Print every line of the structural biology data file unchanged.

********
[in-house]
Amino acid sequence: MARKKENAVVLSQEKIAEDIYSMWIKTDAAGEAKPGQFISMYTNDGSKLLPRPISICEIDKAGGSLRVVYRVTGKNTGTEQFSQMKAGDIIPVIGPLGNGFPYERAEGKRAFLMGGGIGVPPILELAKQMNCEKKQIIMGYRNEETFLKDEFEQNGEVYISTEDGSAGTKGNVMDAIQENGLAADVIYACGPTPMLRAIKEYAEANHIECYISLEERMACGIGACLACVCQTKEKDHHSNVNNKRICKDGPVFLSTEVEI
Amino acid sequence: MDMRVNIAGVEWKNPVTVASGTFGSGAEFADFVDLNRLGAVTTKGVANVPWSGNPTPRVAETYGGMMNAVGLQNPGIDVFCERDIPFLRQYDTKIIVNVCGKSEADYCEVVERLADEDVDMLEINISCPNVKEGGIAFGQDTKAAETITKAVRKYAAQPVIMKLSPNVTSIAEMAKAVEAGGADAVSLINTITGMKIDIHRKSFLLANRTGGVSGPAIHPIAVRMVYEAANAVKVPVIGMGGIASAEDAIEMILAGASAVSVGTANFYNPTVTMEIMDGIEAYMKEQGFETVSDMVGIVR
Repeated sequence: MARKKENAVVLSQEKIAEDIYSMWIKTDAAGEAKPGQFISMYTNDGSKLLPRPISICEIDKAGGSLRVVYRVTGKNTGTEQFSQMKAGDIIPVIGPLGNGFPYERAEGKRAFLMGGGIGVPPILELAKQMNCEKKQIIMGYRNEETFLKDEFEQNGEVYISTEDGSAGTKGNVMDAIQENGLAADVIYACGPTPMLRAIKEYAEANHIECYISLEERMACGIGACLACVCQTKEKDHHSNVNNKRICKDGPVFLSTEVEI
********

[in-house]
Amino acid sequence: MARKKENAVVLSQEKIAEDIYSMWIKTDAAGEAKPGQFISMYTNDGSKLLPRPISICEIDKAGGSLRVVYRVTGKNTGTEQFSQMKAGDIIPVIGPLGNGFPYERAEGKRAFLMGGGIGVPPILELAKQMNCEKKQIIMGYRNEETFLKDEFEQNGEVYISTEDGSAGTKGNVMDAIQENGLAADVIYACGPTPMLRAIKEYAEANHIECYISLEERMACGIGACLACVCQTKEKDHHSNVNNKRICKDGPVFLSTEVEI
Amino acid sequence: MDMRVNIAGVEWKNPVTVASGTFGSGAEFADFVDLNRLGAVTTKGVANVPWSGNPTPRVAETYGGMMNAVGLQNPGIDVFCERDIPFLRQYDTKIIVNVCGKSEADYCEVVERLADEDVDMLEINISCPNVKEGGIAFGQDTKAAETITKAVRKYAAQPVIMKLSPNVTSIAEMAKAVEAGGADAVSLINTITGMKIDIHRKSFLLANRTGGVSGPAIHPIAVRMVYEAANAVKVPVIGMGGIASAEDAIEMILAGASAVSVGTANFYNPTVTMEIMDGIEAYMKEQGFETVSDMVGIVR
Repeated sequence: MARKKENAVVLSQEKIAEDIYSMWIKTDAAGEAKPGQFISMYTNDGSKLLPRPISICEIDKAGGSLRVVYRVTGKNTGTEQFSQMKAGDIIPVIGPLGNGFPYERAEGKRAFLMGGGIGVPPILELAKQMNCEKKQIIMGYRNEETFLKDEFEQNGEVYISTEDGSAGTKGNVMDAIQENGLAADVIYACGPTPMLRAIKEYAEANHIECYISLEERMACGIGACLACVCQTKEKDHHSNVNNKRICKDGPVFLSTEVEI